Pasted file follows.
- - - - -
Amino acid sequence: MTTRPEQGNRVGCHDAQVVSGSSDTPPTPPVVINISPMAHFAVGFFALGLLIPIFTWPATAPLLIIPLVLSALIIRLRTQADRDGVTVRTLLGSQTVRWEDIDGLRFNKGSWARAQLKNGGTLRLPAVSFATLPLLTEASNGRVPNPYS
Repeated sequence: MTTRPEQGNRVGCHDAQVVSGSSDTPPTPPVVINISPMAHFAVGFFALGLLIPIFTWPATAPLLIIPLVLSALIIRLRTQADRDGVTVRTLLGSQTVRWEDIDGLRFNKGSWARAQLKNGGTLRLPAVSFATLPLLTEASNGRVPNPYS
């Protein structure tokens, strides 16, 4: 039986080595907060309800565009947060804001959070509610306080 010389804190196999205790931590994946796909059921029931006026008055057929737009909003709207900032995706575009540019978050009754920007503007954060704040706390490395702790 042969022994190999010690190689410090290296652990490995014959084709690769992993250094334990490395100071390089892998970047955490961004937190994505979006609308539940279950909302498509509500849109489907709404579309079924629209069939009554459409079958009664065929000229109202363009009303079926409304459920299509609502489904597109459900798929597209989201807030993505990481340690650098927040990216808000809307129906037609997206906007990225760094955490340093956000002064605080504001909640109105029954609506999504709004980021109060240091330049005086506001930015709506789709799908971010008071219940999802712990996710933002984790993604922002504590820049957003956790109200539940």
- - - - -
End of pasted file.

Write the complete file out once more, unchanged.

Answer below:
Amino acid sequence: MTTRPEQGNRVGCHDAQVVSGSSDTPPTPPVVINISPMAHFAVGFFALGLLIPIFTWPATAPLLIIPLVLSALIIRLRTQADRDGVTVRTLLGSQTVRWEDIDGLRFNKGSWARAQLKNGGTLRLPAVSFATLPLLTEASNGRVPNPYS
Repeated sequence: MTTRPEQGNRVGCHDAQVVSGSSDTPPTPPVVINISPMAHFAVGFFALGLLIPIFTWPATAPLLIIPLVLSALIIRLRTQADRDGVTVRTLLGSQTVRWEDIDGLRFNKGSWARAQLKNGGTLRLPAVSFATLPLLTEASNGRVPNPYS
């Protein structure tokens, strides 16, 4: 039986080595907060309800565009947060804001959070509610306080 010389804190196999205790931590994946796909059921029931006026008055057929737009909003709207900032995706575009540019978050009754920007503007954060704040706390490395702790 042969022994190999010690190689410090290296652990490995014959084709690769992993250094334990490395100071390089892998970047955490961004937190994505979006609308539940279950909302498509509500849109489907709404579309079924629209069939009554459409079958009664065929000229109202363009009303079926409304459920299509609502489904597109459900798929597209989201807030993505990481340690650098927040990216808000809307129906037609997206906007990225760094955490340093956000002064605080504001909640109105029954609506999504709004980021109060240091330049005086506001930015709506789709799908971010008071219940999802712990996710933002984790993604922002504590820049957003956790109200539940």